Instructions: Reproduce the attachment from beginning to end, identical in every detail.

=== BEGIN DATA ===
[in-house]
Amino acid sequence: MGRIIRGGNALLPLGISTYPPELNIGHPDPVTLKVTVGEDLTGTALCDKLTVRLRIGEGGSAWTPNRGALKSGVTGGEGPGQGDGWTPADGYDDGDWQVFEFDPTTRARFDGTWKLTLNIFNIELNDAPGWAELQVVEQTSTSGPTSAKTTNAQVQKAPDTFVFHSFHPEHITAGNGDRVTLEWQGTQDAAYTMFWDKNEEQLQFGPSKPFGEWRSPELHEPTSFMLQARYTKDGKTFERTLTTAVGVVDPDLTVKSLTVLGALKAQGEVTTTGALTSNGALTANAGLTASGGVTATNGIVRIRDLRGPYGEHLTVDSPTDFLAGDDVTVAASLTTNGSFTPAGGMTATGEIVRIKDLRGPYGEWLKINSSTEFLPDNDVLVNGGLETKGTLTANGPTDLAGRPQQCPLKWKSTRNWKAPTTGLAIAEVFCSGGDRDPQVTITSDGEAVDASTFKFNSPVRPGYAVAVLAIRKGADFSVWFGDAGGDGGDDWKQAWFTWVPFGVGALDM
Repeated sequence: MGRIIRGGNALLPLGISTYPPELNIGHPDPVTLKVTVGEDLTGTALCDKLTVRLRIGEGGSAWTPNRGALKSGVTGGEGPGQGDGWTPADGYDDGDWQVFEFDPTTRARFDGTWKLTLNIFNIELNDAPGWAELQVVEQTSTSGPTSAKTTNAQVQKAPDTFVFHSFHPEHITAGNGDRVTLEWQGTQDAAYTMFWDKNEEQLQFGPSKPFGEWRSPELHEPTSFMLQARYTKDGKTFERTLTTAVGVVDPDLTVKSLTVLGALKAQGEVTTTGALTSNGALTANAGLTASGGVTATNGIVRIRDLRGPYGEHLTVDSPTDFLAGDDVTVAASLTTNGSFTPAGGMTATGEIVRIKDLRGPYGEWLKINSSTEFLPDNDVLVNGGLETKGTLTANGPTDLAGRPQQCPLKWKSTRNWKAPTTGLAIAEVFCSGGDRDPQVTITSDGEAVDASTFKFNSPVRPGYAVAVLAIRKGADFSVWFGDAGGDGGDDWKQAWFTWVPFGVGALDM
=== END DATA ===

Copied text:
[in-house]
Amino acid sequence: MGRIIRGGNALLPLGISTYPPELNIGHPDPVTLKVTVGEDLTGTALCDKLTVRLRIGEGGSAWTPNRGALKSGVTGGEGPGQGDGWTPADGYDDGDWQVFEFDPTTRARFDGTWKLTLNIFNIELNDAPGWAELQVVEQTSTSGPTSAKTTNAQVQKAPDTFVFHSFHPEHITAGNGDRVTLEWQGTQDAAYTMFWDKNEEQLQFGPSKPFGEWRSPELHEPTSFMLQARYTKDGKTFERTLTTAVGVVDPDLTVKSLTVLGALKAQGEVTTTGALTSNGALTANAGLTASGGVTATNGIVRIRDLRGPYGEHLTVDSPTDFLAGDDVTVAASLTTNGSFTPAGGMTATGEIVRIKDLRGPYGEWLKINSSTEFLPDNDVLVNGGLETKGTLTANGPTDLAGRPQQCPLKWKSTRNWKAPTTGLAIAEVFCSGGDRDPQVTITSDGEAVDASTFKFNSPVRPGYAVAVLAIRKGADFSVWFGDAGGDGGDDWKQAWFTWVPFGVGALDM
Repeated sequence: MGRIIRGGNALLPLGISTYPPELNIGHPDPVTLKVTVGEDLTGTALCDKLTVRLRIGEGGSAWTPNRGALKSGVTGGEGPGQGDGWTPADGYDDGDWQVFEFDPTTRARFDGTWKLTLNIFNIELNDAPGWAELQVVEQTSTSGPTSAKTTNAQVQKAPDTFVFHSFHPEHITAGNGDRVTLEWQGTQDAAYTMFWDKNEEQLQFGPSKPFGEWRSPELHEPTSFMLQARYTKDGKTFERTLTTAVGVVDPDLTVKSLTVLGALKAQGEVTTTGALTSNGALTANAGLTASGGVTATNGIVRIRDLRGPYGEHLTVDSPTDFLAGDDVTVAASLTTNGSFTPAGGMTATGEIVRIKDLRGPYGEWLKINSSTEFLPDNDVLVNGGLETKGTLTANGPTDLAGRPQQCPLKWKSTRNWKAPTTGLAIAEVFCSGGDRDPQVTITSDGEAVDASTFKFNSPVRPGYAVAVLAIRKGADFSVWFGDAGGDGGDDWKQAWFTWVPFGVGALDM